Last night I cried out in bed. No, it wasn’t what you’re thinking, but because of midlife arthritis. It was loud enough to stop my wife snoring, which was some consolation. But as I lay there trying to get back to sleep, I couldn’t help feeling a stab of regret that now in middle age the injuries, aches and pains stayed with me. Gone was the default “give it a couple of days” recovery process. Now it is more of a “get it checked out” process. My body used to fix itself, but sadly it doesn’t any more.

I’ve always been active. Football, squash, rugby, golf… in fact any sport was my thing. I was never great, but I was a trier. Of course that was a recipe for injuries, and I’ve had a few. Broken arm, hand, collar bone, nose. Dislocated finger (twice). Add to that torn cartilage (both knees), stitches in my head and chin (multiple times) and many others and you get the idea. I over tried.

However when I reached middle age I noticed things change. I couldn’t recover as fast and gradually the sports started to drop off. It all finally hit the buffers with a visit to a specialist about hip pain that was not going away. I was still playing squash as the time, along with other overweight middle aged blokes (who liked playing inside in the warm too). It was my thing. And unusually for me I was quite good.

Midlife arthritis. At my age? Really?

“You’ve got grade 4 arthritis,” said the consultant jovially. “Worst you can have. Both hips but the left is particularly bad hence the pain.”

I smiled back. “So how long before it’s better?”

“Ah. That’s the point. This doesn’t get better until you have a hip replacement.”

I was staggered. A hip replacement was for old people, not 40 somethings. It turned out I had been playing the “wrong” sports. With my funny shaped hip joints, the twisting and turning had worn away pretty much everything. Apparently I was unlucky. Midlife arthritis is uncommon but not unheard of. A different sport, or less sport, and there would be no issue.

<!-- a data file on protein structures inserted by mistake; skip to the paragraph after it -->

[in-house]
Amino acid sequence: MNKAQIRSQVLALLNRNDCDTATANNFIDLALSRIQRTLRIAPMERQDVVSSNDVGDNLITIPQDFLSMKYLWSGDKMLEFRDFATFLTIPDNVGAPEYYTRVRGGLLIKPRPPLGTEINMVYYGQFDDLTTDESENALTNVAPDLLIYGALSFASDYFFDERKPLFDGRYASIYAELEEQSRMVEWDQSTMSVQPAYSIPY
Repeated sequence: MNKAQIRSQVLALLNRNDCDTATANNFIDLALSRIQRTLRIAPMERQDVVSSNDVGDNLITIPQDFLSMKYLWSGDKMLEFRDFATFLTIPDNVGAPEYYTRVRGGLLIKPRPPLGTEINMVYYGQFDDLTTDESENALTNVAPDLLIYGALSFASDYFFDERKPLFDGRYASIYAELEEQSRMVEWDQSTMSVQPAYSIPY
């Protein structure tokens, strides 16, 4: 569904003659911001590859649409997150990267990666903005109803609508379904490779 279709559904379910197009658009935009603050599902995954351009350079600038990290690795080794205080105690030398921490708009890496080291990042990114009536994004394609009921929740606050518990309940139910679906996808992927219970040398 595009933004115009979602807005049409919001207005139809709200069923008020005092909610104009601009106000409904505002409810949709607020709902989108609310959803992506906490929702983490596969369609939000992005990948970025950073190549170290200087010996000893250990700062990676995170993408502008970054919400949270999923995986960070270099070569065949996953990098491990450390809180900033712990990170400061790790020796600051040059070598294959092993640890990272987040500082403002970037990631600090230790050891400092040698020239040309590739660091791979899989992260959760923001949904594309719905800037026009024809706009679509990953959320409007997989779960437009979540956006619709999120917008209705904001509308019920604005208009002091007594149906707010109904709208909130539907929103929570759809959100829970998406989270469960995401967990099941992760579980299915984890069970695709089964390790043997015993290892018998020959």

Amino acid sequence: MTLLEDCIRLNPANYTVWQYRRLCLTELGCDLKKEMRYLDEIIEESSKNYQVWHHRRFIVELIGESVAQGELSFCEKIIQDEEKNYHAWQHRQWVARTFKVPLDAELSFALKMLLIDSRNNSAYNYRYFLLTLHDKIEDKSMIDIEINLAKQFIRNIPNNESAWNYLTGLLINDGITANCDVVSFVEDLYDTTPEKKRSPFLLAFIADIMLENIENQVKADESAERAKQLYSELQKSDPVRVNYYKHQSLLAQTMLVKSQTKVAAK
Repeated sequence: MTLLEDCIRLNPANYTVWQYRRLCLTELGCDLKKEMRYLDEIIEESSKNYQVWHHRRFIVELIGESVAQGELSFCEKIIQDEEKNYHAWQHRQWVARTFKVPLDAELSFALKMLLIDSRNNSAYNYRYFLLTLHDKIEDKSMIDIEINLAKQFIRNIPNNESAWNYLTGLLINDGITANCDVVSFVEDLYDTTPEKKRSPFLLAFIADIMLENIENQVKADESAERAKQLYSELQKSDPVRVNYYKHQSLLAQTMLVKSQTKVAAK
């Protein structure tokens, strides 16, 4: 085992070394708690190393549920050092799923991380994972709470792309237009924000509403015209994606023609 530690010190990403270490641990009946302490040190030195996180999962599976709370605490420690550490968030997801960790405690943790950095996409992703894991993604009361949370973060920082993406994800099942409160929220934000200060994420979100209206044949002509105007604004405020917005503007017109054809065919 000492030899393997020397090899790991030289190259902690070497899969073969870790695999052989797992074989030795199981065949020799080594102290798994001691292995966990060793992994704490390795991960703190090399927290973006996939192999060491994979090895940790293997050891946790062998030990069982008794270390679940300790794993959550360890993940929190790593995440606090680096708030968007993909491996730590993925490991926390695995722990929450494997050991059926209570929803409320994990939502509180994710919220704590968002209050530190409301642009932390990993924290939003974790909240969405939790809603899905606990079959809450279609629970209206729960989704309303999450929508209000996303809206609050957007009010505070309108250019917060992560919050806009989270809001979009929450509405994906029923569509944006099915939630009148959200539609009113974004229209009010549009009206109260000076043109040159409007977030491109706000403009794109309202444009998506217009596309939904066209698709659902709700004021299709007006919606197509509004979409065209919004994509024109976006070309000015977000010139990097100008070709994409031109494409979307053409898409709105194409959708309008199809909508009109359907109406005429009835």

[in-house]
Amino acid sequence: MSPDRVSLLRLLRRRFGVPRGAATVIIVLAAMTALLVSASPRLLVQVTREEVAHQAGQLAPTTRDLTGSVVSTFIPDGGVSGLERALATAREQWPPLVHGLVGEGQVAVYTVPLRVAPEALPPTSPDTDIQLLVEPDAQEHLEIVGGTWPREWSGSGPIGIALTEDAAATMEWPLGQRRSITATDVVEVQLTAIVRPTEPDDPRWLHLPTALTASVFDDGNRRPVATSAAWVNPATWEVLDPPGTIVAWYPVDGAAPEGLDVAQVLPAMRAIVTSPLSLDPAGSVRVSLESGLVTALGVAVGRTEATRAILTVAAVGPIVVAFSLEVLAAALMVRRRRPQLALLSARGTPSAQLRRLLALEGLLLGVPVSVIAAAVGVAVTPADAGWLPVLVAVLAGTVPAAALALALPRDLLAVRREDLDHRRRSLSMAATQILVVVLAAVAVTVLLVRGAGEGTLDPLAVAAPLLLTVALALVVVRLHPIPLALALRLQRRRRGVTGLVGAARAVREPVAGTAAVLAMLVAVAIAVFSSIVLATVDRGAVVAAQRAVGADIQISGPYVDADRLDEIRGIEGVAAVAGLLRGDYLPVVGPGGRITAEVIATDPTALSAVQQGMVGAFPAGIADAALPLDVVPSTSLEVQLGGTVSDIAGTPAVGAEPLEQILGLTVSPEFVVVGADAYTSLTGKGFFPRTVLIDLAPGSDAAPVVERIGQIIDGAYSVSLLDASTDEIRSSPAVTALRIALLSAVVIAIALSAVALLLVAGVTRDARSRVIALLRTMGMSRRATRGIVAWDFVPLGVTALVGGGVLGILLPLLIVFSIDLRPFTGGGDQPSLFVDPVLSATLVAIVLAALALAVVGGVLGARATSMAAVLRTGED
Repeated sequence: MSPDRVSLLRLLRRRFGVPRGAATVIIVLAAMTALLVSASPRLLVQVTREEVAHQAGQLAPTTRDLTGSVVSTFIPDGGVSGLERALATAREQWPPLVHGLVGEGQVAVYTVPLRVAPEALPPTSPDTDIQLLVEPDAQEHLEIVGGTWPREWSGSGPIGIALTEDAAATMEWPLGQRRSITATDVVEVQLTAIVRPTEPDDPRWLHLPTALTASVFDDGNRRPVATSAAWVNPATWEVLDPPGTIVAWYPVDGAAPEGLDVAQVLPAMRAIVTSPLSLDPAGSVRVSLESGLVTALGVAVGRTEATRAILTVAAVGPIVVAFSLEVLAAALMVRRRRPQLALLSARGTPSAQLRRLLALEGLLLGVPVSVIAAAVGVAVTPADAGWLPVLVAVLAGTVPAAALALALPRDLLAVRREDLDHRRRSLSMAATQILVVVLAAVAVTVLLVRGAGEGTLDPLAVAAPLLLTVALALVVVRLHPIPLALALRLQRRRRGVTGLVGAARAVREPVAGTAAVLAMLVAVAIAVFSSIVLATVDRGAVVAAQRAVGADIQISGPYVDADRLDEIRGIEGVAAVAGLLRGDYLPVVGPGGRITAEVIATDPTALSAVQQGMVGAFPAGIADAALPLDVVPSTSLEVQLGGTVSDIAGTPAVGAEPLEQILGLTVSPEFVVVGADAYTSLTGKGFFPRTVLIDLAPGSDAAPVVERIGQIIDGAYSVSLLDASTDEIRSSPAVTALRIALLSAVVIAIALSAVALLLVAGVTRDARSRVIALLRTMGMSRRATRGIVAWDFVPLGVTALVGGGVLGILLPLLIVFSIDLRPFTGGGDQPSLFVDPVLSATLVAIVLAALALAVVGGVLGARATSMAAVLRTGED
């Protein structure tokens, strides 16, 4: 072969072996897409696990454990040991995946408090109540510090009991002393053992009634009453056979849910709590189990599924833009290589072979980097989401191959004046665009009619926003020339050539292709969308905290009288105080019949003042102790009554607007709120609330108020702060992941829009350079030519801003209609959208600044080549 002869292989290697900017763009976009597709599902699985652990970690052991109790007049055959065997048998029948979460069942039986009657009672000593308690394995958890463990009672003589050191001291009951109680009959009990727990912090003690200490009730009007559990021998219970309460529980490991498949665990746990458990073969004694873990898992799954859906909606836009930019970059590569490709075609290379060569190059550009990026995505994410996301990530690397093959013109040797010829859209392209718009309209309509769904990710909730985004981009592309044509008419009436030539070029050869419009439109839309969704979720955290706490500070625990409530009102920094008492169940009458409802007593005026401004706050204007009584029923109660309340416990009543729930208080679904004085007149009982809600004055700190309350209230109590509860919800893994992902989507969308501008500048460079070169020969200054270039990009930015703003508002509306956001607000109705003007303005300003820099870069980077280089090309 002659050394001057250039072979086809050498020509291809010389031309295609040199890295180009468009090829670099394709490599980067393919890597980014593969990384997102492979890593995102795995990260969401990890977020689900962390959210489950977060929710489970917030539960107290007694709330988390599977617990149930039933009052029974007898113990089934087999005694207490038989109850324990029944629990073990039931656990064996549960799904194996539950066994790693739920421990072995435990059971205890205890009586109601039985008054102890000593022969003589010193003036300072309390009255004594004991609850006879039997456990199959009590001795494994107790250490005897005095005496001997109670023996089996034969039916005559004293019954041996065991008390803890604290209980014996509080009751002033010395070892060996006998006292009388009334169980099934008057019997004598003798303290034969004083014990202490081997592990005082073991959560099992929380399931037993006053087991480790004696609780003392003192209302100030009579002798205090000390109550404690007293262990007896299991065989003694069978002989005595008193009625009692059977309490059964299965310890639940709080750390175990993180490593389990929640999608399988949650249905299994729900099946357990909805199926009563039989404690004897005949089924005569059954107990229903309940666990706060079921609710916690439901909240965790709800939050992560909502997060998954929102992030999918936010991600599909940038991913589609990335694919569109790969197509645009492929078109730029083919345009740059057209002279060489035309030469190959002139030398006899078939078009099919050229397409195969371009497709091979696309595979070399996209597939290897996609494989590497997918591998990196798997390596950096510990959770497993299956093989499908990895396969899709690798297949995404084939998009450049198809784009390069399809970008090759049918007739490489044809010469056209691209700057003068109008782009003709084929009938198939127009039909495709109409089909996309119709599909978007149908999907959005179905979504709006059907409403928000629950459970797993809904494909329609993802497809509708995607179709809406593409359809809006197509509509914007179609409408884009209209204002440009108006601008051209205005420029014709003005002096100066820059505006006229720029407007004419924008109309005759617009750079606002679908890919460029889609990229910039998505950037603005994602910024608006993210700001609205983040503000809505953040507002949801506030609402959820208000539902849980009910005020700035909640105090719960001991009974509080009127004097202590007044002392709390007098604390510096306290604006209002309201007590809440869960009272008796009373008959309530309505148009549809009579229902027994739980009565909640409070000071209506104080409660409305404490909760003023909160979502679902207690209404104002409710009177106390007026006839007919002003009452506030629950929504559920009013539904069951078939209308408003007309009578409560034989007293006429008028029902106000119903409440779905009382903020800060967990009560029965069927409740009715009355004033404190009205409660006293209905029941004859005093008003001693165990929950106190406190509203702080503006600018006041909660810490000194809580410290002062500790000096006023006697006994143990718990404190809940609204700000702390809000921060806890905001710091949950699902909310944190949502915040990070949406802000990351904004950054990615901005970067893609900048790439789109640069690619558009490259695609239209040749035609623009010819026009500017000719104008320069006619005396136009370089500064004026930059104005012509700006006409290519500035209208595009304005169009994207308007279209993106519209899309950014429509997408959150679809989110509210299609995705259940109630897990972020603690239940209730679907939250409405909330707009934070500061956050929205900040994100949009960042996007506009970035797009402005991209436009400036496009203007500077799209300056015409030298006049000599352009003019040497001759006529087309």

In actual fact Andy Murray had the same problem, so I guess I was at least on a level with other sporting pantheons. Albeit he is younger, fitter and has a wealth of healthcare support alongside him.

“Does that mean I won’t be able to play squash any more?” I asked nervously.

Then came the killer blow. “Well, not really. I mean, you have to look at yourself. You’re not a young man any more.”

So there it was. Old. No recovery without some serious medical intervention and even then if I had a replacement hip now, I’d need another later on (assuming I lived into my seventies).

For me this was a hammer blow on many levels. Something I’d once said was more fun than sex was now denied to me because of my age (a bit like sex, but that’s another story).

Operation and recovery. Of sorts.

I sulked for a few weeks. I tried all the treatments – a steroid injection, pain killers including CBD, but to no avail. My body which had used to fix itself now couldn’t even be fixed.

I ended up having a hip arthroscopy where they tried to reshape my hip joint to remove the spur that was causing the pain. Aside from some time off work, sympathy and the chance to watch a box set or two it didn’t really help.

Eventually I roused myself to consider alternatives to keep me sane. I invested in some lycra and started cycling. I went swimming. I even became a gym bunny. Well, if you can call a middle aged bloke in saggy shorts and t-shirt a gym bunny. It all helped, after all exercise is good for the mind and soul.

Exercises you can do with midlife arthritis
Be proud of being middle-aged in lycra

However it has taken me a long time to come to terms with the finality. No more squash, football, or rugby. They’re lost to me now unless I try for the hip replacement. Midlife, for all the self help guides and encouragement, is the beginning of a decline. It hasn’t helped being made redundant.

Keeping yourself sane is key, so alternatives must be found. The positive is that no one cares what you look like anymore, so you can invest in the lycra and reveal all, or sweat like a pig in dodgy t-shirts. Failing that just grow a belly in the pub.